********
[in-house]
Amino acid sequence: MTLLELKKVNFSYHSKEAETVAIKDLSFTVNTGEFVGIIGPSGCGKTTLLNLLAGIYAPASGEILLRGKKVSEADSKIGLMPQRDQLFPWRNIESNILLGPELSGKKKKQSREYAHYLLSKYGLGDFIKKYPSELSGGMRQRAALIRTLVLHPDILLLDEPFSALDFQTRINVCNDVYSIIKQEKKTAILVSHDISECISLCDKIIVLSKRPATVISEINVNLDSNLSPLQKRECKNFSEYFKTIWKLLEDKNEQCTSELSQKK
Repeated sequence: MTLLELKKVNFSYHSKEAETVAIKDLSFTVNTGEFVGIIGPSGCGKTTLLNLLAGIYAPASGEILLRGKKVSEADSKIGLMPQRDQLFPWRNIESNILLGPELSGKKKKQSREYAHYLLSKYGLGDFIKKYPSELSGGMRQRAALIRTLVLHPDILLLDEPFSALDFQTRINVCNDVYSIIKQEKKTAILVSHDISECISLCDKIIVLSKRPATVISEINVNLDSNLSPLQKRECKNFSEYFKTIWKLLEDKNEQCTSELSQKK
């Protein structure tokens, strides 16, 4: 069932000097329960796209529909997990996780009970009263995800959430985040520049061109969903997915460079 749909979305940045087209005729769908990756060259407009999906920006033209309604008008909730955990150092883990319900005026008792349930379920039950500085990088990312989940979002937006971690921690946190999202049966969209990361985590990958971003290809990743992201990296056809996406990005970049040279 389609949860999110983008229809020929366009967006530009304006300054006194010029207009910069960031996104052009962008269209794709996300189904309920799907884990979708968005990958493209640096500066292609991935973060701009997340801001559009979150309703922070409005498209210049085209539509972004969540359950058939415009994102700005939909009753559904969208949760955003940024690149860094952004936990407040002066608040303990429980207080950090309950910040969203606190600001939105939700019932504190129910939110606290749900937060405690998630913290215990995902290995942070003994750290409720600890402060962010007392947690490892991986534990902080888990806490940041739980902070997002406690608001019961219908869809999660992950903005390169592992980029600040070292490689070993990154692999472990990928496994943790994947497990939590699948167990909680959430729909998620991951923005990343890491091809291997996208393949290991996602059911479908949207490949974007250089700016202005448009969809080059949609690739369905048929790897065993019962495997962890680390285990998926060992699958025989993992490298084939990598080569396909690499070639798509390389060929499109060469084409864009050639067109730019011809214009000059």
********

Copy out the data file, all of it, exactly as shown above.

[in-house]
Amino acid sequence: MTLLELKKVNFSYHSKEAETVAIKDLSFTVNTGEFVGIIGPSGCGKTTLLNLLAGIYAPASGEILLRGKKVSEADSKIGLMPQRDQLFPWRNIESNILLGPELSGKKKKQSREYAHYLLSKYGLGDFIKKYPSELSGGMRQRAALIRTLVLHPDILLLDEPFSALDFQTRINVCNDVYSIIKQEKKTAILVSHDISECISLCDKIIVLSKRPATVISEINVNLDSNLSPLQKRECKNFSEYFKTIWKLLEDKNEQCTSELSQKK
Repeated sequence: MTLLELKKVNFSYHSKEAETVAIKDLSFTVNTGEFVGIIGPSGCGKTTLLNLLAGIYAPASGEILLRGKKVSEADSKIGLMPQRDQLFPWRNIESNILLGPELSGKKKKQSREYAHYLLSKYGLGDFIKKYPSELSGGMRQRAALIRTLVLHPDILLLDEPFSALDFQTRINVCNDVYSIIKQEKKTAILVSHDISECISLCDKIIVLSKRPATVISEINVNLDSNLSPLQKRECKNFSEYFKTIWKLLEDKNEQCTSELSQKK
């Protein structure tokens, strides 16, 4: 069932000097329960796209529909997990996780009970009263995800959430985040520049061109969903997915460079 749909979305940045087209005729769908990756060259407009999906920006033209309604008008909730955990150092883990319900005026008792349930379920039950500085990088990312989940979002937006971690921690946190999202049966969209990361985590990958971003290809990743992201990296056809996406990005970049040279 389609949860999110983008229809020929366009967006530009304006300054006194010029207009910069960031996104052009962008269209794709996300189904309920799907884990979708968005990958493209640096500066292609991935973060701009997340801001559009979150309703922070409005498209210049085209539509972004969540359950058939415009994102700005939909009753559904969208949760955003940024690149860094952004936990407040002066608040303990429980207080950090309950910040969203606190600001939105939700019932504190129910939110606290749900937060405690998630913290215990995902290995942070003994750290409720600890402060962010007392947690490892991986534990902080888990806490940041739980902070997002406690608001019961219908869809999660992950903005390169592992980029600040070292490689070993990154692999472990990928496994943790994947497990939590699948167990909680959430729909998620991951923005990343890491091809291997996208393949290991996602059911479908949207490949974007250089700016202005448009969809080059949609690739369905048929790897065993019962495997962890680390285990998926060992699958025989993992490298084939990598080569396909690499070639798509390389060929499109060469084409864009050639067109730019011809214009000059």